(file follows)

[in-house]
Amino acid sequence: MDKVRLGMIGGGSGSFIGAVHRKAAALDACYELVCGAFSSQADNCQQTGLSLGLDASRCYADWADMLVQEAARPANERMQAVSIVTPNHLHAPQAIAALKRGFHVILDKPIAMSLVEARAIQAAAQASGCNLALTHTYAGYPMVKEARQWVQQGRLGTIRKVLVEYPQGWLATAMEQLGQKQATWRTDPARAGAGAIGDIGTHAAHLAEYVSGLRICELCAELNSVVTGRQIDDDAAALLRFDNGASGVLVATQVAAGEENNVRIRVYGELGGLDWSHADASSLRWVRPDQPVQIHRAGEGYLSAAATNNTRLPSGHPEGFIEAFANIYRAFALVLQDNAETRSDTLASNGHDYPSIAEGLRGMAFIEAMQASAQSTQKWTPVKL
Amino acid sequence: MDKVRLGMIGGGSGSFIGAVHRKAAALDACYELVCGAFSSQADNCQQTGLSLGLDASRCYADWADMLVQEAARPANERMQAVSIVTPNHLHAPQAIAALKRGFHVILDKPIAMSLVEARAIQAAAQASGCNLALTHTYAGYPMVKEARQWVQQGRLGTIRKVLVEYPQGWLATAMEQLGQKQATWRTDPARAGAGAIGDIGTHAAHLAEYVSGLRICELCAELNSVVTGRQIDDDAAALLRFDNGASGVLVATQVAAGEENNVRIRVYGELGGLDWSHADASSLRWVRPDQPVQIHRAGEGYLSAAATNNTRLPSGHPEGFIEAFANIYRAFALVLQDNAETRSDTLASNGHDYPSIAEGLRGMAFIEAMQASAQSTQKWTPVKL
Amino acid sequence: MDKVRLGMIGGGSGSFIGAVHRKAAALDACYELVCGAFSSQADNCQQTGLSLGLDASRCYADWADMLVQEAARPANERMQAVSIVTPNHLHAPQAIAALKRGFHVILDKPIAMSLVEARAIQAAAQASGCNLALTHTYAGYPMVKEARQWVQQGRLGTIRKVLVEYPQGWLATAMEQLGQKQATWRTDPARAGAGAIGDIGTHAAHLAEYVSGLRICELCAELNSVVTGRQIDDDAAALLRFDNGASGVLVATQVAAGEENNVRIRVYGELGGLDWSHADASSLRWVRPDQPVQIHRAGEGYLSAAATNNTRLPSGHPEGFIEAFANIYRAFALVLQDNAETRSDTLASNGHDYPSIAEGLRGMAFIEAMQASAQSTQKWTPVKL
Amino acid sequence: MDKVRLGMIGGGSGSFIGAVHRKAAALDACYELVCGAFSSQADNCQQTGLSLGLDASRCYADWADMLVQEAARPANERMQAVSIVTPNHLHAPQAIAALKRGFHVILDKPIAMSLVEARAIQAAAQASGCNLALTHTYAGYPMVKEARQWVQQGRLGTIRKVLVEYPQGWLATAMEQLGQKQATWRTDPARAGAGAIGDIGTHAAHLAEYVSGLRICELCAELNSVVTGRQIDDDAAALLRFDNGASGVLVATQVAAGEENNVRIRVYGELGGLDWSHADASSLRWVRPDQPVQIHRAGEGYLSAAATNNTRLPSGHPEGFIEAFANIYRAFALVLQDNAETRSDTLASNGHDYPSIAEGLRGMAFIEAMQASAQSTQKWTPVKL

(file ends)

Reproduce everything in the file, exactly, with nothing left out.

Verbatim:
[in-house]
Amino acid sequence: MDKVRLGMIGGGSGSFIGAVHRKAAALDACYELVCGAFSSQADNCQQTGLSLGLDASRCYADWADMLVQEAARPANERMQAVSIVTPNHLHAPQAIAALKRGFHVILDKPIAMSLVEARAIQAAAQASGCNLALTHTYAGYPMVKEARQWVQQGRLGTIRKVLVEYPQGWLATAMEQLGQKQATWRTDPARAGAGAIGDIGTHAAHLAEYVSGLRICELCAELNSVVTGRQIDDDAAALLRFDNGASGVLVATQVAAGEENNVRIRVYGELGGLDWSHADASSLRWVRPDQPVQIHRAGEGYLSAAATNNTRLPSGHPEGFIEAFANIYRAFALVLQDNAETRSDTLASNGHDYPSIAEGLRGMAFIEAMQASAQSTQKWTPVKL
Amino acid sequence: MDKVRLGMIGGGSGSFIGAVHRKAAALDACYELVCGAFSSQADNCQQTGLSLGLDASRCYADWADMLVQEAARPANERMQAVSIVTPNHLHAPQAIAALKRGFHVILDKPIAMSLVEARAIQAAAQASGCNLALTHTYAGYPMVKEARQWVQQGRLGTIRKVLVEYPQGWLATAMEQLGQKQATWRTDPARAGAGAIGDIGTHAAHLAEYVSGLRICELCAELNSVVTGRQIDDDAAALLRFDNGASGVLVATQVAAGEENNVRIRVYGELGGLDWSHADASSLRWVRPDQPVQIHRAGEGYLSAAATNNTRLPSGHPEGFIEAFANIYRAFALVLQDNAETRSDTLASNGHDYPSIAEGLRGMAFIEAMQASAQSTQKWTPVKL
Amino acid sequence: MDKVRLGMIGGGSGSFIGAVHRKAAALDACYELVCGAFSSQADNCQQTGLSLGLDASRCYADWADMLVQEAARPANERMQAVSIVTPNHLHAPQAIAALKRGFHVILDKPIAMSLVEARAIQAAAQASGCNLALTHTYAGYPMVKEARQWVQQGRLGTIRKVLVEYPQGWLATAMEQLGQKQATWRTDPARAGAGAIGDIGTHAAHLAEYVSGLRICELCAELNSVVTGRQIDDDAAALLRFDNGASGVLVATQVAAGEENNVRIRVYGELGGLDWSHADASSLRWVRPDQPVQIHRAGEGYLSAAATNNTRLPSGHPEGFIEAFANIYRAFALVLQDNAETRSDTLASNGHDYPSIAEGLRGMAFIEAMQASAQSTQKWTPVKL
Amino acid sequence: MDKVRLGMIGGGSGSFIGAVHRKAAALDACYELVCGAFSSQADNCQQTGLSLGLDASRCYADWADMLVQEAARPANERMQAVSIVTPNHLHAPQAIAALKRGFHVILDKPIAMSLVEARAIQAAAQASGCNLALTHTYAGYPMVKEARQWVQQGRLGTIRKVLVEYPQGWLATAMEQLGQKQATWRTDPARAGAGAIGDIGTHAAHLAEYVSGLRICELCAELNSVVTGRQIDDDAAALLRFDNGASGVLVATQVAAGEENNVRIRVYGELGGLDWSHADASSLRWVRPDQPVQIHRAGEGYLSAAATNNTRLPSGHPEGFIEAFANIYRAFALVLQDNAETRSDTLASNGHDYPSIAEGLRGMAFIEAMQASAQSTQKWTPVKL